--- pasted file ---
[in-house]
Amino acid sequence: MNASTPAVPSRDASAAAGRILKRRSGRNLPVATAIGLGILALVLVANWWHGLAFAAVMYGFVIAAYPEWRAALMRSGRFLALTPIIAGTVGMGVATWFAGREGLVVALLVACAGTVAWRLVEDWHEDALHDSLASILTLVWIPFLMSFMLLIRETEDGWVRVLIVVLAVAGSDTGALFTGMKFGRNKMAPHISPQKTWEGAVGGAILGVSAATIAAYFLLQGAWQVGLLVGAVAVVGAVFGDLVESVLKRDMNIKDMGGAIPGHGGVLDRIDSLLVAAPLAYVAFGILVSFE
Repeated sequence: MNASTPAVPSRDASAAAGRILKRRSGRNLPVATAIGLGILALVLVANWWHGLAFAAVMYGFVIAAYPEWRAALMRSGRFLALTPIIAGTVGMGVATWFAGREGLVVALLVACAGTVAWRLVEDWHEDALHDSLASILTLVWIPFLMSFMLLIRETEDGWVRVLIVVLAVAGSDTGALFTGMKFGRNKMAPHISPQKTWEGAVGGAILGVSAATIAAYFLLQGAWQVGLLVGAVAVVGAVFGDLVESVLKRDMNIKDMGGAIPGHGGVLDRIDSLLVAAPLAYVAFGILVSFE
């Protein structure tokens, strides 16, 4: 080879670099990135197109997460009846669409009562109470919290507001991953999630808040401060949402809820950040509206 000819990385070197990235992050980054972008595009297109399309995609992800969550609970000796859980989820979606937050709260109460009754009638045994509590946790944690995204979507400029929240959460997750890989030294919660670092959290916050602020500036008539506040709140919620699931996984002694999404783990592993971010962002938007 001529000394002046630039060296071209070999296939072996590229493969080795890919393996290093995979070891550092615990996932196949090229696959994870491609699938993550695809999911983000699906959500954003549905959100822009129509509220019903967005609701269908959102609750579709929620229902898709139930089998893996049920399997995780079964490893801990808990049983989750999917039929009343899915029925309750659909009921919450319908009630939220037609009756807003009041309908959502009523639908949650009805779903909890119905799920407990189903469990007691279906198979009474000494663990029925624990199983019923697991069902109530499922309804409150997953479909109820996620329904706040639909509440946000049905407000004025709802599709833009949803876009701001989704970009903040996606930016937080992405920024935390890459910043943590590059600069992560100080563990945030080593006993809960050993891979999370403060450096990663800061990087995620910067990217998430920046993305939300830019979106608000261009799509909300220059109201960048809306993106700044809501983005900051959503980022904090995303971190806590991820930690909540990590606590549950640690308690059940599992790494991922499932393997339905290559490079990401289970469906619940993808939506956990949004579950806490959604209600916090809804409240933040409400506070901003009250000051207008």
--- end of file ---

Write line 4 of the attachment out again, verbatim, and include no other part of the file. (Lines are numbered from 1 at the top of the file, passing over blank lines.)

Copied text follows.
């Protein structure tokens, strides 16, 4: 080879670099990135197109997460009846669409009562109470919290507001991953999630808040401060949402809820950040509206 000819990385070197990235992050980054972008595009297109399309995609992800969550609970000796859980989820979606937050709260109460009754009638045994509590946790944690995204979507400029929240959460997750890989030294919660670092959290916050602020500036008539506040709140919620699931996984002694999404783990592993971010962002938007 001529000394002046630039060296071209070999296939072996590229493969080795890919393996290093995979070891550092615990996932196949090229696959994870491609699938993550695809999911983000699906959500954003549905959100822009129509509220019903967005609701269908959102609750579709929620229902898709139930089998893996049920399997995780079964490893801990808990049983989750999917039929009343899915029925309750659909009921919450319908009630939220037609009756807003009041309908959502009523639908949650009805779903909890119905799920407990189903469990007691279906198979009474000494663990029925624990199983019923697991069902109530499922309804409150997953479909109820996620329904706040639909509440946000049905407000004025709802599709833009949803876009701001989704970009903040996606930016937080992405920024935390890459910043943590590059600069992560100080563990945030080593006993809960050993891979999370403060450096990663800061990087995620910067990217998430920046993305939300830019979106608000261009799509909300220059109201960048809306993106700044809501983005900051959503980022904090995303971190806590991820930690909540990590606590549950640690308690059940599992790494991922499932393997339905290559490079990401289970469906619940993808939506956990949004579950806490959604209600916090809804409240933040409400506070901003009250000051207008």